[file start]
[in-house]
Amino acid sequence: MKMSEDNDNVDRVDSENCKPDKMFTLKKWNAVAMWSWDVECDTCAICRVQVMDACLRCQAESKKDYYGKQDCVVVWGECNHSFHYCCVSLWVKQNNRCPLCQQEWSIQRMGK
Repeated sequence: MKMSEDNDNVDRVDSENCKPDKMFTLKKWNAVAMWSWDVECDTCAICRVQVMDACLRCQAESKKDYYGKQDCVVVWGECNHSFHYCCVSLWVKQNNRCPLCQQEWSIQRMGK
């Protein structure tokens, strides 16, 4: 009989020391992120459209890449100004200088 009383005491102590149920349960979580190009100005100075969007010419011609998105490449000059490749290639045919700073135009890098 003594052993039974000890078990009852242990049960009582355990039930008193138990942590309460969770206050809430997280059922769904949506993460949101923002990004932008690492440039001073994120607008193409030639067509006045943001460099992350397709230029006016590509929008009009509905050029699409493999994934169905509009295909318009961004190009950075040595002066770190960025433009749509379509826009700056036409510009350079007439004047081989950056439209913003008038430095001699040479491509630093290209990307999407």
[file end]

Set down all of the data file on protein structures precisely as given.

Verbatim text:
[in-house]
Amino acid sequence: MKMSEDNDNVDRVDSENCKPDKMFTLKKWNAVAMWSWDVECDTCAICRVQVMDACLRCQAESKKDYYGKQDCVVVWGECNHSFHYCCVSLWVKQNNRCPLCQQEWSIQRMGK
Repeated sequence: MKMSEDNDNVDRVDSENCKPDKMFTLKKWNAVAMWSWDVECDTCAICRVQVMDACLRCQAESKKDYYGKQDCVVVWGECNHSFHYCCVSLWVKQNNRCPLCQQEWSIQRMGK
């Protein structure tokens, strides 16, 4: 009989020391992120459209890449100004200088 009383005491102590149920349960979580190009100005100075969007010419011609998105490449000059490749290639045919700073135009890098 003594052993039974000890078990009852242990049960009582355990039930008193138990942590309460969770206050809430997280059922769904949506993460949101923002990004932008690492440039001073994120607008193409030639067509006045943001460099992350397709230029006016590509929008009009509905050029699409493999994934169905509009295909318009961004190009950075040595002066770190960025433009749509379509826009700056036409510009350079007439004047081989950056439209913003008038430095001699040479491509630093290209990307999407």